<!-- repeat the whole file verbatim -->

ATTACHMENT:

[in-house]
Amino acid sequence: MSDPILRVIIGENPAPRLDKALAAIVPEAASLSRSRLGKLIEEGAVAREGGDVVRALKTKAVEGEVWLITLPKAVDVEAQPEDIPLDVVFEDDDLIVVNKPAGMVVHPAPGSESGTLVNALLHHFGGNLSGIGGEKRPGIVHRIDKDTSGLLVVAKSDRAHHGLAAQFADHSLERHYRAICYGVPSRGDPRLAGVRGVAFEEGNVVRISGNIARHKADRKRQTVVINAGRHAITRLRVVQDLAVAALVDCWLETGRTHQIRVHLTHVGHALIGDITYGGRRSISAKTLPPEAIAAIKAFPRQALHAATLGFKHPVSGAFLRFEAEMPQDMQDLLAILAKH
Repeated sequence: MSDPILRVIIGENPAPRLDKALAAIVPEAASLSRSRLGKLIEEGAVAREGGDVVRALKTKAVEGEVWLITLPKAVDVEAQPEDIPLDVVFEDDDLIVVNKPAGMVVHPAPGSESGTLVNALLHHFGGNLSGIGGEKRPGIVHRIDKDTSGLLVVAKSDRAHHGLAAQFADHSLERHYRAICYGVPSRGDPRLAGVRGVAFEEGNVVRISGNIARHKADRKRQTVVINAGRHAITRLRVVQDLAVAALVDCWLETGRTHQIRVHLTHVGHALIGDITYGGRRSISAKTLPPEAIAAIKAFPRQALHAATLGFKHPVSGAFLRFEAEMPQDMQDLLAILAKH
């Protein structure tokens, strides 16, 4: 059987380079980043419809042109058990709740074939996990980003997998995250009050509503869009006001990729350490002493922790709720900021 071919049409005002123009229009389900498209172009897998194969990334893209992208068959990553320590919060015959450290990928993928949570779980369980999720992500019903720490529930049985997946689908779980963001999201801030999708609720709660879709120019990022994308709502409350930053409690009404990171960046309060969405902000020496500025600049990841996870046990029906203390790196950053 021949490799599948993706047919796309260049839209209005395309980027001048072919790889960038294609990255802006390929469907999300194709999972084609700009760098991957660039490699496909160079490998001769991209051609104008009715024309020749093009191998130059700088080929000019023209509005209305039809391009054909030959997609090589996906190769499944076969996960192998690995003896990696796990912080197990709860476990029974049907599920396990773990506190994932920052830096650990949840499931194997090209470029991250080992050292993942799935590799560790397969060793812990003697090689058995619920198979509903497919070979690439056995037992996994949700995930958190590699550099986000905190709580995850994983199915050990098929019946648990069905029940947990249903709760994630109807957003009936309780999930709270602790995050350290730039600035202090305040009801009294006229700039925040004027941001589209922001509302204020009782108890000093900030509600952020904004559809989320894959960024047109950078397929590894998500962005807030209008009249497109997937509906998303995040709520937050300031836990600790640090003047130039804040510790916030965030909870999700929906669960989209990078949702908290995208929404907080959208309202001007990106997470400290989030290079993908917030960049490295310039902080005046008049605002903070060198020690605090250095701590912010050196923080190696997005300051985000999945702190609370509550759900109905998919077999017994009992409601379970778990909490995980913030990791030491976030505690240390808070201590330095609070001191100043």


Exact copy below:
[in-house]
Amino acid sequence: MSDPILRVIIGENPAPRLDKALAAIVPEAASLSRSRLGKLIEEGAVAREGGDVVRALKTKAVEGEVWLITLPKAVDVEAQPEDIPLDVVFEDDDLIVVNKPAGMVVHPAPGSESGTLVNALLHHFGGNLSGIGGEKRPGIVHRIDKDTSGLLVVAKSDRAHHGLAAQFADHSLERHYRAICYGVPSRGDPRLAGVRGVAFEEGNVVRISGNIARHKADRKRQTVVINAGRHAITRLRVVQDLAVAALVDCWLETGRTHQIRVHLTHVGHALIGDITYGGRRSISAKTLPPEAIAAIKAFPRQALHAATLGFKHPVSGAFLRFEAEMPQDMQDLLAILAKH
Repeated sequence: MSDPILRVIIGENPAPRLDKALAAIVPEAASLSRSRLGKLIEEGAVAREGGDVVRALKTKAVEGEVWLITLPKAVDVEAQPEDIPLDVVFEDDDLIVVNKPAGMVVHPAPGSESGTLVNALLHHFGGNLSGIGGEKRPGIVHRIDKDTSGLLVVAKSDRAHHGLAAQFADHSLERHYRAICYGVPSRGDPRLAGVRGVAFEEGNVVRISGNIARHKADRKRQTVVINAGRHAITRLRVVQDLAVAALVDCWLETGRTHQIRVHLTHVGHALIGDITYGGRRSISAKTLPPEAIAAIKAFPRQALHAATLGFKHPVSGAFLRFEAEMPQDMQDLLAILAKH
């Protein structure tokens, strides 16, 4: 059987380079980043419809042109058990709740074939996990980003997998995250009050509503869009006001990729350490002493922790709720900021 071919049409005002123009229009389900498209172009897998194969990334893209992208068959990553320590919060015959450290990928993928949570779980369980999720992500019903720490529930049985997946689908779980963001999201801030999708609720709660879709120019990022994308709502409350930053409690009404990171960046309060969405902000020496500025600049990841996870046990029906203390790196950053 021949490799599948993706047919796309260049839209209005395309980027001048072919790889960038294609990255802006390929469907999300194709999972084609700009760098991957660039490699496909160079490998001769991209051609104008009715024309020749093009191998130059700088080929000019023209509005209305039809391009054909030959997609090589996906190769499944076969996960192998690995003896990696796990912080197990709860476990029974049907599920396990773990506190994932920052830096650990949840499931194997090209470029991250080992050292993942799935590799560790397969060793812990003697090689058995619920198979509903497919070979690439056995037992996994949700995930958190590699550099986000905190709580995850994983199915050990098929019946648990069905029940947990249903709760994630109807957003009936309780999930709270602790995050350290730039600035202090305040009801009294006229700039925040004027941001589209922001509302204020009782108890000093900030509600952020904004559809989320894959960024047109950078397929590894998500962005807030209008009249497109997937509906998303995040709520937050300031836990600790640090003047130039804040510790916030965030909870999700929906669960989209990078949702908290995208929404907080959208309202001007990106997470400290989030290079993908917030960049490295310039902080005046008049605002903070060198020690605090250095701590912010050196923080190696997005300051985000999945702190609370509550759900109905998919077999017994009992409601379970778990909490995980913030990791030491976030505690240390808070201590330095609070001191100043």